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The story of Man Utd's half-time kit change against Southampton

SOUTHAMPTON - APRIL 13 1996:  Matthew Le Tissier of Southampton shoots at goal as Ryan Giggs of Manchester United makes a challenge

Ahead of Sunday's EFL Cup final live on Sky Sports, we recall one of the most memorable meetings between Manchester United and Southampton - when Sir Alex Ferguson's side famously changed kits halfway through a 3-1 defeat at The Dell…

In April 1996, Manchester United travelled to Southampton having won 11 of their previous 12 games to overhaul Newcastle United at the top of the Premier League table.

They seemed to be on an unstoppable charge towards the title, but on a scorching day at The Dell against relegation-threatened Southampton, they experienced a bizarre and unexpected setback that would live long in the memory.

Manchester United were taken apart during an extraordinarily one-sided first half on the south coast, with Ken Monkou, Neil Shipperley and Matt Le Tissier giving the hosts a deserved three-goal lead at the break.

Something had to change, but the introduction of Paul Scholes for Nicky Butt was not even the half of it. An angry Sir Alex Ferguson felt United's kit was the bigger issue, with their grey shirts making it difficult for his players to see each other in the bright sunshine.

SOUTHAMPTON - APRIL 13 1996:  Ken Monkou celebrates his goal with team-mate Matthew Le Tissier of Southampton during a match against Manchester United
Image: Ken Monkou and Matt Le Tissier celebrate Southampton's opening goal

"I'm not sure if any of the players mentioned the kit," recalled Lee Sharpe in The Guardian in 2006. "Personally I felt that we were playing really poorly, and that we couldn't really blame anything or anyone but ourselves."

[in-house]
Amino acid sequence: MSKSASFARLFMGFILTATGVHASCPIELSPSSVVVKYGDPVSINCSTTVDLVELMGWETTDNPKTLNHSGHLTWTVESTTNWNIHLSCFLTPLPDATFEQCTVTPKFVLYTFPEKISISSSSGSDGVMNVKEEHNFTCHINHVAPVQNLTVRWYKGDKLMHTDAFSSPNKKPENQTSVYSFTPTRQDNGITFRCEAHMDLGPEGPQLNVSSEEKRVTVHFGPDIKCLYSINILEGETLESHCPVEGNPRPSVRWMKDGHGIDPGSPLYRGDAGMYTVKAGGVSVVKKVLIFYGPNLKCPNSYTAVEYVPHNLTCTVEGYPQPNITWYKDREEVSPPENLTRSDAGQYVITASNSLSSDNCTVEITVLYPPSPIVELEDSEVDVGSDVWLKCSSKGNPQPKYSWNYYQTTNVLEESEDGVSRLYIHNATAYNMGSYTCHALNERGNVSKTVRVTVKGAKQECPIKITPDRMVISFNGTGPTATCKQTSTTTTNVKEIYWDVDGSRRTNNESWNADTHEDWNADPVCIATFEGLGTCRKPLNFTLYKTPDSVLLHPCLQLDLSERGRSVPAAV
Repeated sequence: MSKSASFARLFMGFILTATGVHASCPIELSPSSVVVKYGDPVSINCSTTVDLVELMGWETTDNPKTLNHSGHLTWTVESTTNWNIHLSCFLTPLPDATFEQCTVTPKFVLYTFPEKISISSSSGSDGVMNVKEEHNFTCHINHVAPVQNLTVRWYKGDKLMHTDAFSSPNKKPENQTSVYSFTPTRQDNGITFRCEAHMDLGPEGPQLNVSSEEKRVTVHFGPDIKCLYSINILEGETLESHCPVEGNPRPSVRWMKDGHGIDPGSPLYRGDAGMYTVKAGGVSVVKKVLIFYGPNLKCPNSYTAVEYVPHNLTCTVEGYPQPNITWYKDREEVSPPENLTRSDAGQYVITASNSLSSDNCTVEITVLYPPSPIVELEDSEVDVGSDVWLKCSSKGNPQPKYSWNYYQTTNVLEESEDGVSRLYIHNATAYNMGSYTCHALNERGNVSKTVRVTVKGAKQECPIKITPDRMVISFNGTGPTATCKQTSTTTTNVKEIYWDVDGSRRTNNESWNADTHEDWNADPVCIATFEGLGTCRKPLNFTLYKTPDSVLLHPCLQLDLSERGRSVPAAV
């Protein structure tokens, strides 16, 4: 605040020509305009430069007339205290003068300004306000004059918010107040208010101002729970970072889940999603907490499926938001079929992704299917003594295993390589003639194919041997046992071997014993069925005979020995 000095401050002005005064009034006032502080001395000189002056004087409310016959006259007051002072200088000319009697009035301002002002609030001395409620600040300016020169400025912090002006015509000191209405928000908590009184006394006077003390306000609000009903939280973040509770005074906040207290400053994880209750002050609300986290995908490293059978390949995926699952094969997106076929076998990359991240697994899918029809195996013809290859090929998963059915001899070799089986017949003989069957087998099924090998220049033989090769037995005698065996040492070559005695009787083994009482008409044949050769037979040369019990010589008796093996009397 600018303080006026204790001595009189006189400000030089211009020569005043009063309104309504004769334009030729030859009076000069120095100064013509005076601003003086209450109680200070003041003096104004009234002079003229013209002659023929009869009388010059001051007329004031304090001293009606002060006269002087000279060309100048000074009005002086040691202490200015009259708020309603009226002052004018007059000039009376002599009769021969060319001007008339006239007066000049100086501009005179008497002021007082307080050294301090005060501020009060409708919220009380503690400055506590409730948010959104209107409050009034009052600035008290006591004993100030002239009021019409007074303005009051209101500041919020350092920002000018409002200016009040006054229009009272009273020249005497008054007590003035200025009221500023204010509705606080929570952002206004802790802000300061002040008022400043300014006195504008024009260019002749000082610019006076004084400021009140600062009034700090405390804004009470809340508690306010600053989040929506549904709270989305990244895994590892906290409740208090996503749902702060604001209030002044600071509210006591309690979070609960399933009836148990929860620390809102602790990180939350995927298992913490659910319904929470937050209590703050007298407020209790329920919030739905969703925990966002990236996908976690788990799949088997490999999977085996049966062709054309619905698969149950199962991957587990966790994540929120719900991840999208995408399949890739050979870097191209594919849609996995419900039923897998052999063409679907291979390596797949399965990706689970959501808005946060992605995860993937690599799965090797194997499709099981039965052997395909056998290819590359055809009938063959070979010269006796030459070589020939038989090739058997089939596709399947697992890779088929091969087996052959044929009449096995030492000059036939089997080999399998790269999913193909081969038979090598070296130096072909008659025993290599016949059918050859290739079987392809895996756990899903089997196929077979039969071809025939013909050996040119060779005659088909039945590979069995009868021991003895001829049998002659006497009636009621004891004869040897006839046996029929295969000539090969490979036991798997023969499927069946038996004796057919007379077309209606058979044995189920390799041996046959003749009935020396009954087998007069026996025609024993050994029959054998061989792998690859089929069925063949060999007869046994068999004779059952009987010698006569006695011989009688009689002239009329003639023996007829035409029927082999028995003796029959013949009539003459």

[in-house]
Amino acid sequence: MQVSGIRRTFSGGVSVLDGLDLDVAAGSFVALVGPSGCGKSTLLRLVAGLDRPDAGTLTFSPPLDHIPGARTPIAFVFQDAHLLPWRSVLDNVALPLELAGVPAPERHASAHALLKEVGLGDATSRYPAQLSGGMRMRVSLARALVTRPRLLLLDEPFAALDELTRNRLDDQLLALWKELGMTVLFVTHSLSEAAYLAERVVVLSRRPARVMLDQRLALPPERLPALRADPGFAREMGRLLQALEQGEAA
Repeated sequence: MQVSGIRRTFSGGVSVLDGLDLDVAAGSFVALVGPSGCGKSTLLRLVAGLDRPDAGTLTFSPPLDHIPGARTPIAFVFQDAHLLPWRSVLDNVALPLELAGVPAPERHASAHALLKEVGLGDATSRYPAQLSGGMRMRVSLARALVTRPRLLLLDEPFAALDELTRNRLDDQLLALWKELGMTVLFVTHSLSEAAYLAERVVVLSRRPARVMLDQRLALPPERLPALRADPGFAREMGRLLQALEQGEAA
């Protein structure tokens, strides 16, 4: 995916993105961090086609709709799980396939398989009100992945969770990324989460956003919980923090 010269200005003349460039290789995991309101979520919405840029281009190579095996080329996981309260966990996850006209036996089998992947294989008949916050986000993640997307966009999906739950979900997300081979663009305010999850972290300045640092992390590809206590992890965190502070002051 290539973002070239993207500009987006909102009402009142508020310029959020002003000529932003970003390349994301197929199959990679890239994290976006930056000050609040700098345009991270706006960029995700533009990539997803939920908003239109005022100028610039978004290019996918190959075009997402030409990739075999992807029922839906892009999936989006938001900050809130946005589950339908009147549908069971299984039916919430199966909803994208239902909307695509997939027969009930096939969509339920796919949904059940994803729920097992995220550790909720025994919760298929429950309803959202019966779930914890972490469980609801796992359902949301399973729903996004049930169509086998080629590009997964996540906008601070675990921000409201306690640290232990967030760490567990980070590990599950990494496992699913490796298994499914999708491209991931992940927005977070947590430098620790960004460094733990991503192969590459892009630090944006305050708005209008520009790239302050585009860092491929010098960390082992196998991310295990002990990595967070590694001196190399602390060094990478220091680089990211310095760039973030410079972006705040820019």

Ferguson disagreed, immediately instructing his players to change into their blue and white second away strip. "The manager just stormed in and said: 'Get that kit off, you're getting changed,'" added Sharpe. "Those were the first words he said at half-time."

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Much to the bemusement of the watching supporters at The Dell, United's grey shirts were nowhere to be seen as they trotted back out for the second half. Their performance did improve, but a late strike from Ryan Giggs came as a mere consolation as Southampton eased to a 3-1 win.

Ferguson later described the £10,000 FA fine as "the best £10,000 I ever spent", but he was in no mood for jokes straight after the game, when he said his players had asked for the change and angrily rejected suggestions that it was a decision based on superstition.

"The players don't like the grey strip," he said. "The players couldn't pick each other out. They said it was difficult to see their team-mates at distance when they lifted their heads. It was nothing to do with superstition.

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The road to Wembley

Man Utd face Southampton in the EFL Cup final on Sunday. How did they get there?

"This club went 26 years without winning the league and we didn't think about changing the red shirts. It's nothing to do with that at all."

United never wore the grey kit again, but to Southampton's players, the whole furore smacked of sour grapes. Indeed, goalscorer Le Tissier insisted he hadn't even noticed the change.

It was probably one of the worst excuses I've heard.
Matt Le Tissier

"If I'm honest, I didn't realise until after the game that they'd changed their kit," he told Sky Sports. "It was only afterwards that I was stopped by a journalist in the car park and asked about it. I didn't have a clue up until that point, which is pretty ridiculous given it wasn't like it was a subtle change!

"It was probably one of the worst excuses I've heard. It was definitely a case of the manager taking the heat off of his players. We just battered them in the first half. We were unbelievable. I remember they got a consolation in stoppage-time but it was nothing to do with their kit."

The slip-up allowed second-placed Newcastle to move within three points of the top, but United rallied to win their final three games of the season and clinch the Premier League title.

Had the outcome been different, it's safe to assume Ferguson would have spent rather more time bemoaning the kit conundrum that he insists caused United's downfall at The Dell.

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